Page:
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NICE, France -- A global survey of 4,500 people in 11 countries who reported taking an antibiotic within the past 12 months found many people were concerned about antibiotic resistance but fewer understood how improper use of antibiotic medications contributes to the problem.Â Based on these results, the international committee of health experts overseeing the survey called for tailored antibiotic education campaigns to address underlying country and cultural differences that contribute to improper use of antibiotics.Â
Preliminary results from the COMPLy (COmpliance, Modalities by Population, Lifestyle and Geography) survey were presented at the European Congress of Clinical Microbiology and Infectious Diseases. Among the initial reported findings, eight out of ten people surveyed reported antibiotic-resistant germs are a very serious problem, but only six in ten believed that taking an antibiotic improperly may reduce its effectiveness the next time it is used.
Twenty-two percent of respondents admitted being noncompliant with their last antibiotic treatment with greater than a 30 percent noncompliance rate in some countries.Â Â Patients were considered noncompliant if they reported skipping treatment days or doses, or if they had leftover antibiotics despite being specifically instructed to take them until they were gone.Â Half of all respondents believed leftover antibiotics could be saved and used again, and nearly three-quarters (73 percent) of those who had leftover antibiotics said they saved them.
COMPLy demonstrates that while many people understand antibiotic resistance is an important global problem, far fewer appreciate the impact noncompliance has on the development of resistance and their personal health, said professor Jean-Claude PechÃ¨re, Department of Genetics and Microbiology, University of Geneva, and COMPLy steering committee chair. This important survey offers new, detailed information which will enable health care professionals and the public to take action to improve antibiotic compliance, aiding the fight against antibiotic resistance.
Noncompliance with antibiotic therapy can lead to antibiotic resistance and is associated with treatment failure and its consequences, including deterioration of health, admission to hospital and additional costs.A recent double-blind, two-year, multicenter study of 2,188 children with pneumonia reported that noncompliance with antibiotics was one of the most important factors that predicted treatment failure.
Antibiotic resistance is considered one of the worlds most pressing public health concerns. Bacteria become resistant in several different ways, all of which involve changes to the bacterias genetic material.Repeated and improper use of antibiotics are two of the main causes of the increase in resistant bacteria.Resistant infections can result in increased illness, death and health care costs, according to the World Health Organization.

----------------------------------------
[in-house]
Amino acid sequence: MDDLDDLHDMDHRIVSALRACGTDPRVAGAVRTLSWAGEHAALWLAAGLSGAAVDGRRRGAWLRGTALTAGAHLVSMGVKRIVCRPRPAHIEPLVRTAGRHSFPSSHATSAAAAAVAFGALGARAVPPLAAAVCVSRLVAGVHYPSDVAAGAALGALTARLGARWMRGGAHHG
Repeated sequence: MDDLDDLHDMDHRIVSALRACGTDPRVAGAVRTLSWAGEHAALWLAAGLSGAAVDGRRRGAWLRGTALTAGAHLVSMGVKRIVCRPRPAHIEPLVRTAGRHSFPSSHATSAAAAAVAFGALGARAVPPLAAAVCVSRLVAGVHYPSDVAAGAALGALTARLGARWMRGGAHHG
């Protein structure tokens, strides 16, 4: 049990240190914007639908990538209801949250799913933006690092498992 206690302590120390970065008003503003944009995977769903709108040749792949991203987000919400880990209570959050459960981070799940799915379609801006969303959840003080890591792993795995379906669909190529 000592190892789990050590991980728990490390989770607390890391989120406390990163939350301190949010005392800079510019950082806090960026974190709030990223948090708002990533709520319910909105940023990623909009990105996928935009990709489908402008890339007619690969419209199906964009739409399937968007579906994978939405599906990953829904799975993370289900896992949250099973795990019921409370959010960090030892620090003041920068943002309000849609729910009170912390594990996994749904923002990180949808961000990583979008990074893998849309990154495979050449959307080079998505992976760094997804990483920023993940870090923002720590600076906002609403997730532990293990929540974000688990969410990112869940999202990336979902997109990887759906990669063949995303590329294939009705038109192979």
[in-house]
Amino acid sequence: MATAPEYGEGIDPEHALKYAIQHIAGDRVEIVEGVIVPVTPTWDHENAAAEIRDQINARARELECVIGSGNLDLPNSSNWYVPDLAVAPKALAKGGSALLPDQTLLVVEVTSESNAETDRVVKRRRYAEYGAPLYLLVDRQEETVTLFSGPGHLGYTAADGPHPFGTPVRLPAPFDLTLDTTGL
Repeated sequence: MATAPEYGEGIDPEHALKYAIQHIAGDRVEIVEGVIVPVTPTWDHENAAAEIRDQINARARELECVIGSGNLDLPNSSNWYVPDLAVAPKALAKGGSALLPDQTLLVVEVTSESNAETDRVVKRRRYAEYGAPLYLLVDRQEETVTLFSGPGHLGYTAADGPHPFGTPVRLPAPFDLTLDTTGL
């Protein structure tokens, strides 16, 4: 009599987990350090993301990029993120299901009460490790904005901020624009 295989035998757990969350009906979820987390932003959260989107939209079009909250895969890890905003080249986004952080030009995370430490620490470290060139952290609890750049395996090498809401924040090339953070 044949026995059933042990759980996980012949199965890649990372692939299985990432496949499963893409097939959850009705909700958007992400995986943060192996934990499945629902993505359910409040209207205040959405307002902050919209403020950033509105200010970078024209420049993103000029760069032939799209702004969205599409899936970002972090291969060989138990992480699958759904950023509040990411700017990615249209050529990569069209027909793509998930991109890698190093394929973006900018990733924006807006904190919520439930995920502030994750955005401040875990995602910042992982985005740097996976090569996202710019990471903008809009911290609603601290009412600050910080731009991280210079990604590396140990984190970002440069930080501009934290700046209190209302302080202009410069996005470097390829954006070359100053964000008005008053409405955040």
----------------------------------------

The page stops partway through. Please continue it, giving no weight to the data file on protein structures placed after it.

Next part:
COMPLy provides insight into patient behaviors and attitudes that impact compliance, added Giuseppe Cornaglia, associate professor in the Department of Pathology, University of Verona, president-elect of the European Society of Clinical Microbiology and Infectious Diseases, and steering committee member.Â Many patients forget to take medication or interrupt their treatment when they begin to feel better, creating an ideal enviÂronment for bacteria to adapt rather than be killed.
The COMPLy study found that the rate of noncompliance was associated with age.Â Younger patients were much less likely to be compliant than older patients.Â Noncompliance among those 18-29 was twice as high (30 percent) compared to those 60 and older (14 percent).Â The dosage regimen of antibiotic was also a significant predictor of compliance.Â For example, people were more likely to be noncompliant when taking more doses per day, with 15 percent noncompliance among patients taking one dose per day compared to 27 percent among those taking three or more doses per day.Â
Members of the COMPLy steering committee recommend that results of the survey be used to shape noncompliance education campaigns around the world.Â The survey results suggest education efforts be tailored to address varying compliance rates by country and differences in patient attitudes toward antibiotics and health care professionals.Â For example, a country-by-country analysis suggests misperceptions about appropriate antibiotic use is the major factor driving noncompliance in some countries, while in other countries lack of faith in doctors abilities and worry about doctors abilities to manage their illness may be a more important factor.Â
The study was supported by Pfizer.
 Percentages relative to compliance are calculated on a patient base of 4088, excluding respondents who did not know whether or not they were compliant.
 Agarwal, G., et al. British Medical Journal 2004;328(7443):791.